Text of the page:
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Amazon - costs up but profits still better than expected

Sophie Lund-Yates, Equity Analyst | 31 January 2020 | A A A
Amazon - costs up but profits still better than expected

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Amazon's net sales rose 21% in the fourth quarter to $87.4bn, which was slightly better than analysts expected. That reflects a 33% increase in service revenues.

Despite a 43% increase in shipping costs, operating profit increased 2.5% to $3.9bn, which was also better than the market hoped for.

The shares rose 9.8% in after-hours trading.

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Our view

For a company with sales of $280bn last year, Amazon makes surprisingly little profit. That's because the bulk of sales come from the retail business, which generates a comparatively modest profit margin, made worse recently by the massive investment in next day delivery.

But then CEO Jeff Bezos has never been all that worried about the bottom line. Amazon's focus is on revenue growth, cash generation and investment opportunities.

From a revenue perspective the retail business continues to go from strength to strength. While Amazon sources and sells many of its own items, many of the products sold on the website are actually third-party sales. Over a billion third-party items were sold over Christmas, and accounted for $53.8bn in sales last year. 'Fulfilment by Amazon' means many of these vendors pay Amazon for warehousing and delivery - generating extra fees too.

But while we all know about Amazon's retail operation, there's a far more profitable business hidden below the surface.

Jeff Bezos wants a culture of constant innovation and improvement to flow right through the group. While there've been numerous failures along the way (billions of dollars' worth, in fact), successes like Amazon's web services business (AWS) have far outweighed them.

AWS was born from one individual's frustration with the limitations of IT infrastructure. After being given the freedom to create a solution and run with it, it's since morphed into a $35bn+ business specialising in cloud computing. This gives partners storage space or extra computing power on demand.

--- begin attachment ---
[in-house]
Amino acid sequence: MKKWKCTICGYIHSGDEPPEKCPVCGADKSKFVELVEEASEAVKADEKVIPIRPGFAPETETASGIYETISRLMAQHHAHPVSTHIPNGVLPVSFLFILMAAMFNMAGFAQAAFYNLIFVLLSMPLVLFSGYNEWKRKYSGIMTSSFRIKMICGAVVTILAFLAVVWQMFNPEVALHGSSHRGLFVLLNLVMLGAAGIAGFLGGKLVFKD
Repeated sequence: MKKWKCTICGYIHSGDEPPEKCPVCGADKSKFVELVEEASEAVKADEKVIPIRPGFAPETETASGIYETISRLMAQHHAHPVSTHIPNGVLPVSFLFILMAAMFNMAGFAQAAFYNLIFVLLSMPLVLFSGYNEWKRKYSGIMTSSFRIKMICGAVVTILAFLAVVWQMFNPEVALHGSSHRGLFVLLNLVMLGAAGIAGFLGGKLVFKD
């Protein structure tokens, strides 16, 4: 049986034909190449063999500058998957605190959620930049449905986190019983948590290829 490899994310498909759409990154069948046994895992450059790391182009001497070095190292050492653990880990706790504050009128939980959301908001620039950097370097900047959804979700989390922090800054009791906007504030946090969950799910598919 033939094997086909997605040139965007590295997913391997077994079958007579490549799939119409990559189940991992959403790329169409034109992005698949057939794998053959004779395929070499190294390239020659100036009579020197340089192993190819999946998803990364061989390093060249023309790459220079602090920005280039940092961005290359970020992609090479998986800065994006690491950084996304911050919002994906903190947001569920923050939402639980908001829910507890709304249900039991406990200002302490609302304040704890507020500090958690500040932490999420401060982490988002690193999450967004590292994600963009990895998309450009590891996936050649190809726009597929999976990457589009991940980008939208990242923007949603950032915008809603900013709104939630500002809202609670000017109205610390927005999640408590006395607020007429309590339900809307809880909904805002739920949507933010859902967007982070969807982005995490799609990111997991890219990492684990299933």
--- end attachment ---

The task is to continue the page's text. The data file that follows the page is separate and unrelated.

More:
There are other exciting areas to keep an eye on too. The Marketing business, rather unfairly lumped under 'other', looks to be beating the cloud business when it comes to growth, and as the business scales up and becomes more efficient it should be pretty high margin too.

The growth potential means, at the time of writing, the shares trade on a lofty 68.2 times expected earnings, making the share price particularly sensitive to disappointment. We should add that because of Amazon's focus on reinvestment in the business, there's no dividend on offer.

We think investors should focus on the big picture, which includes Amazon's enormous scale, cash resources and penchant for innovation. We believe that should stand the company in good stead in the longer-term, but it could still be a rocky ride in the meantime.

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Fourth quarter trading details

North American operating profit declined 16% to $1.9bn as costs rose, and net sales increased 22% to $53.7bn. In the International business, net sales were up 14% to $23.8bn, and operating losses decreased to $617m from $642m.

Within the retail business sales by third parties and subscription revenues were the stand out performers up 30% and 32% respectively. The group reported a record quarter for Prime customer registrations, and now has 150m Prime subscribers.

Amazon Web Services (AWS) AWS sales rose 34% to $10.0bn, with operating profits up 19.2% to $2.6bn.

The group generated $12.5bn in free cash during the quarter, which was up 48% compared to last year.

Looking ahead, Amazon expects net sales be between $69bn - $73bn in the first quarter of 2020. Operating profits are due in the range of $3bn - $4.2bn.

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Unless otherwise stated estimates, including prospective yields, are a consensus of analyst forecasts provided by Thomson Reuters. These estimates are not a reliable indicator of future performance. Yields are variable and not guaranteed. Investments rise and fall in value so investors could make a loss.

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